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Balanced Hormones

Balanced Hormones

Hormones are your body’s chemical messengers.

Produced in the endocrine glands, these powerful chemicals travel around your bloodstream telling tissues and organs what to do. They help control many of your body’s major processes, including metabolism and reproduction.

When you have a hormonal imbalance, you have too much or too little of a certain hormone. Even tiny changes can have serious effects on your whole body.

Think of hormones like a cake recipe. Too much or too little of any one ingredient affects the final product.

While some hormone levels fluctuate throughout your lifetime and may just be the result of natural aging, other changes occur when your endocrine glands get the recipe wrong.

Read on to learn more about hormonal imbalances.

Signs or symptoms of a hormonal imbalance

Your hormones play an integral role in your overall health. As a result, there’s a broad range of signs or symptoms that could signal a hormonal imbalance. Your signs or symptoms will depend on which hormones or glands aren’t working properly.

Common hormonal conditions affecting both men and women could cause any of the following signs or symptoms:

  • weight gain;
  • a hump of fat between the shoulders;
  • unexplained, and sometimes sudden, weight loss;
  • fatigue;
  • muscle weakness;
  • muscle aches, tenderness, and stiffness;
  • pain, stiffness, or swelling in your joints;
  • increased or decreased heart rate;
  • sweating;
  • increased sensitivity to cold or heat;
  • constipation or more frequent bowel movements;
  • frequent urination;
  • increased thirst;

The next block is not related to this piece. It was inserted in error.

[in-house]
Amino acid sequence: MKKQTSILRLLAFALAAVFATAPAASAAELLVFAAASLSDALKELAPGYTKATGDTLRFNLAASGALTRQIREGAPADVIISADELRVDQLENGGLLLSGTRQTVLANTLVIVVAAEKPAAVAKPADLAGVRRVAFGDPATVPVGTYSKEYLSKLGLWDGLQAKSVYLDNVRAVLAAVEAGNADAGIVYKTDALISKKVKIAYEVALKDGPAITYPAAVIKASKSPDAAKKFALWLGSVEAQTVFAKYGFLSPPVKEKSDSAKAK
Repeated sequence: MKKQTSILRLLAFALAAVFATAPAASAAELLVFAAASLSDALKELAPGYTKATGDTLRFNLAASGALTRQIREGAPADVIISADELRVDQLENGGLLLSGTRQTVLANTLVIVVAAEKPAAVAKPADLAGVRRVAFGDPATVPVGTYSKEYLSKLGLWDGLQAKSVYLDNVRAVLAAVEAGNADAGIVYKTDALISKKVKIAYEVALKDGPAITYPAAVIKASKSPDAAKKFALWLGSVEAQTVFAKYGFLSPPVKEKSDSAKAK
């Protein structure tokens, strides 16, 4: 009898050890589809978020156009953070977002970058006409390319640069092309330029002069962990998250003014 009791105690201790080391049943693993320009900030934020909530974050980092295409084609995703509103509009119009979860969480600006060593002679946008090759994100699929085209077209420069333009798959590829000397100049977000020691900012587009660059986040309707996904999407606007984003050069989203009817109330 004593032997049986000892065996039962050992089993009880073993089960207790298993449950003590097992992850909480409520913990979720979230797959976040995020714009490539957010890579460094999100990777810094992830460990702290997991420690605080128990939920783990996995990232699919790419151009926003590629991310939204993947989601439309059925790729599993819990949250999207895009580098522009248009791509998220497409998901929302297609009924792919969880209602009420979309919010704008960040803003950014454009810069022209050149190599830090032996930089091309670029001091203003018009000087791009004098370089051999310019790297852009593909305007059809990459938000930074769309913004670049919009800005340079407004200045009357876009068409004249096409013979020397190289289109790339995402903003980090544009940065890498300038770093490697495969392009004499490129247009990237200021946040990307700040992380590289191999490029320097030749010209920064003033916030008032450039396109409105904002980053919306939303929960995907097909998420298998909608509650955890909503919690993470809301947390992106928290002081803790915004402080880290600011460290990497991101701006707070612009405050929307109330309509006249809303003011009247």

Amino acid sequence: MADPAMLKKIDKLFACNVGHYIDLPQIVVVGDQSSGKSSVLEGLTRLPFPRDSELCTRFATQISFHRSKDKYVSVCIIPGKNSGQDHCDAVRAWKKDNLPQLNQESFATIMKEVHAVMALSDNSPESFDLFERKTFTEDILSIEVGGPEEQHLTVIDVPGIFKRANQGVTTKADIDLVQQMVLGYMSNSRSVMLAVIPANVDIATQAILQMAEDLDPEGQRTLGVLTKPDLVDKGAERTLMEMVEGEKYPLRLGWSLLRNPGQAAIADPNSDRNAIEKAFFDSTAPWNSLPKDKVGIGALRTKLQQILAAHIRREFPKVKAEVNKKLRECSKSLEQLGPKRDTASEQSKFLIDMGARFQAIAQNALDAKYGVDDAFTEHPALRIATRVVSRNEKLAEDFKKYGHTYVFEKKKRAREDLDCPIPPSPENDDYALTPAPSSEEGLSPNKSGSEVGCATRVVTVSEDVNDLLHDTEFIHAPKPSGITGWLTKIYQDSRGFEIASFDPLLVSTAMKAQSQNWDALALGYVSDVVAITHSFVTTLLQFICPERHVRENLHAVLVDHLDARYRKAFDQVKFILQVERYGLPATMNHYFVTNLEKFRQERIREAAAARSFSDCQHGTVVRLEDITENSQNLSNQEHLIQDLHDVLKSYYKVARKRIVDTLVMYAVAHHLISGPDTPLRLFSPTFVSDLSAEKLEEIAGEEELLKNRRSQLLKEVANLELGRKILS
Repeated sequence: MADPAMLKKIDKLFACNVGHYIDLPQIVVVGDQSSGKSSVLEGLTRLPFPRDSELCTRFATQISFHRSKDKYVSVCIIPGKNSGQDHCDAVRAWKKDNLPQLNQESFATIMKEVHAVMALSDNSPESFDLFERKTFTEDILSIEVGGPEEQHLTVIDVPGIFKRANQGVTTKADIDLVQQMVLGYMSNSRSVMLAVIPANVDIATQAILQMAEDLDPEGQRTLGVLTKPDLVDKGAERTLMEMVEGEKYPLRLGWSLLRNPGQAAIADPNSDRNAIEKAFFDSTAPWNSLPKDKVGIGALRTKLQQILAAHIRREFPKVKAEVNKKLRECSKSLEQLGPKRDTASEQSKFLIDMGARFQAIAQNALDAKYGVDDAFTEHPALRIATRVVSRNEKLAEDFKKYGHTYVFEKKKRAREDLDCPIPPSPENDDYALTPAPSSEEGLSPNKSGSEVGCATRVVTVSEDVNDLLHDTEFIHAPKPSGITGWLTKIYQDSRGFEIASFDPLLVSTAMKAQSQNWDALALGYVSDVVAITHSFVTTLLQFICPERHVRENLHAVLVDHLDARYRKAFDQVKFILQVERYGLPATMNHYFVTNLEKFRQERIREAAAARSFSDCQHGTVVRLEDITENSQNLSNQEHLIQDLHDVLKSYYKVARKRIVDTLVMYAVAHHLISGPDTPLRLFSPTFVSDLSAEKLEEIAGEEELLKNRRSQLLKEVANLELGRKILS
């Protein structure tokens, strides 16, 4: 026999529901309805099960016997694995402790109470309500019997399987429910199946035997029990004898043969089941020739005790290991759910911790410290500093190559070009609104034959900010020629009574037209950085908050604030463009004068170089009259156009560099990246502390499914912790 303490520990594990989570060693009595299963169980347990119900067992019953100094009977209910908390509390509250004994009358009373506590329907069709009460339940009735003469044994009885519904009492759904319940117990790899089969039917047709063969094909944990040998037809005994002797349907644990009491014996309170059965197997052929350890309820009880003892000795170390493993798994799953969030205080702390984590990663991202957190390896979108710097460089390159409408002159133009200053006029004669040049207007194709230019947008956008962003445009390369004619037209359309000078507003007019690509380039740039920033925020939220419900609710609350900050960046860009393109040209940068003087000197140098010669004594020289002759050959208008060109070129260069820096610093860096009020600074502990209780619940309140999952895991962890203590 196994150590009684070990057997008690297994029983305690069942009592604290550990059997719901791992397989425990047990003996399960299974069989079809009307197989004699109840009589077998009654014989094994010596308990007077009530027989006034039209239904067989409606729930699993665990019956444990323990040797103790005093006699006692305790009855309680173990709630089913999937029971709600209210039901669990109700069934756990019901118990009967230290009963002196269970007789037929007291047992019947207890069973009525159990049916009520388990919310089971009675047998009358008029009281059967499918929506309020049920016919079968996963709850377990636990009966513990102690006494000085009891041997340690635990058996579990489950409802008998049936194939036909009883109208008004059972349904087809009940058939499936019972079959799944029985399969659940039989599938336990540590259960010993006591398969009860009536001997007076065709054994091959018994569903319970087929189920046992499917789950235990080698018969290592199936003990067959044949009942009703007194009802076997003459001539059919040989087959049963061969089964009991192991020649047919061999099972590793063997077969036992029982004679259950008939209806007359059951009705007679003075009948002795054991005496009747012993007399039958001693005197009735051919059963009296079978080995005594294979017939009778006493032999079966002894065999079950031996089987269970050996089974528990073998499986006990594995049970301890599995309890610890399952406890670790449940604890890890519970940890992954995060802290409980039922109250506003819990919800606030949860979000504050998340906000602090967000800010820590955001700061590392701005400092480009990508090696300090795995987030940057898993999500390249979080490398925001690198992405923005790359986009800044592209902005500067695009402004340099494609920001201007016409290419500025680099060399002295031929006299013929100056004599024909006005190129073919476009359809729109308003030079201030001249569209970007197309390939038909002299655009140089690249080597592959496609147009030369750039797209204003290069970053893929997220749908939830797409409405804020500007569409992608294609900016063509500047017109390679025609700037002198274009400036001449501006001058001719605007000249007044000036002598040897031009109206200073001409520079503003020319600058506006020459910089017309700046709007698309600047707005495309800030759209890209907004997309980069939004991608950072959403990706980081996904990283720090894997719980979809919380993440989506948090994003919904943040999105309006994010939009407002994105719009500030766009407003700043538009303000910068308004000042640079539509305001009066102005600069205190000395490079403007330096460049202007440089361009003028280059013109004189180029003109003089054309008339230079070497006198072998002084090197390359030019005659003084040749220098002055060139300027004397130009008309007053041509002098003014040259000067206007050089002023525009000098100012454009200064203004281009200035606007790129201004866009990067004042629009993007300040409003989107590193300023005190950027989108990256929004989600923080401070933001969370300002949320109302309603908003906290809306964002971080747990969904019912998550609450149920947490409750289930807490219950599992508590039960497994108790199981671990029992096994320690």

• increased hunger;
  • decreased sex drive;
  • depression;
  • nervousness, anxiety, or irritability;
  • blurred vision;
  • infertility;
  • thinning hair or fine, brittle hair;
  • dry skin;
  • puffy face;
  • rounded face;
  • purple or pink stretch marks.

Keep in mind that these symptoms are nonspecific, and having them doesn’t necessarily mean that you have a hormonal imbalance.

Signs or symptoms in females

In females of reproductive age, the most common hormonal imbalance is polycystic ovary syndrome (PCOS).

Your normal hormonal cycle also changes naturally during these stages:

  • puberty;
  • pregnancy;
  • breastfeeding;
  • menopause.

Symptoms of a hormonal imbalance specific to females include:

  • heavy or irregular periods, including missed periods, a stopped period, or a frequent period;
  • hirsutism, or excessive hair on the face, chin, or other parts of the body;
  • acne on the face, chest, or upper back;
  • hair loss;
  • darkening of the skin, especially along neck creases, in the groin, and underneath the breasts;
  • skin tags;
  • vaginal dryness;
  • vaginal atrophy;
  • pain during sex;
  • night sweats;
  • headaches.

Signs or symptoms in males

Testosterone plays an important role in male development. If you aren’t producing enough testosterone, it can cause a variety of symptoms.

Symptoms of hormonal imbalance in adult males include:

  • gynecomastia, or the development of breast tissue;
  • breast tenderness;
  • erectile dysfunction (ED);
  • decrease in beard growth and body hair growth;
  • loss of muscle mass;
  • loss of bone mass, otherwise known as osteoporosis;
  • difficulty concentrating;
  • hot flashes.

Causes of a hormonal imbalance

There are many possible causes of a hormonal imbalance. Causes differ depending on which hormones or glands are affected. Common causes of hormonal imbalance include:

  • hormone therapy;
  • medications;
  • cancer treatments such as chemotherapy;
  • tumors, whether cancerous or benign;
  • pituitary tumors;
  • eating disorders;
  • stress;
  • injury or trauma.

While the conditions below may be initially caused by hormonal imbalances, having the conditions can also lead to further hormonal imbalances:

  • diabetes (type 1 and type 2);
  • diabetes insipidus;
  • hypothyroidism, or an underactive thyroid;
  • hyperthyroidism, or an overactive thyroid;
  • hyperfunctioning thyroid nodules;
  • thyroiditis;
  • hypogonadism;
  • Cushing syndrome, or high levels of cortisol;
  • congenital adrenal hyperplasia, which causes low levels of cortisol and aldosterone;
  • Addison’s disease.

Causes unique to women

Many causes of hormonal imbalance in women are related to reproductive hormones. Common causes include:

  • menopause;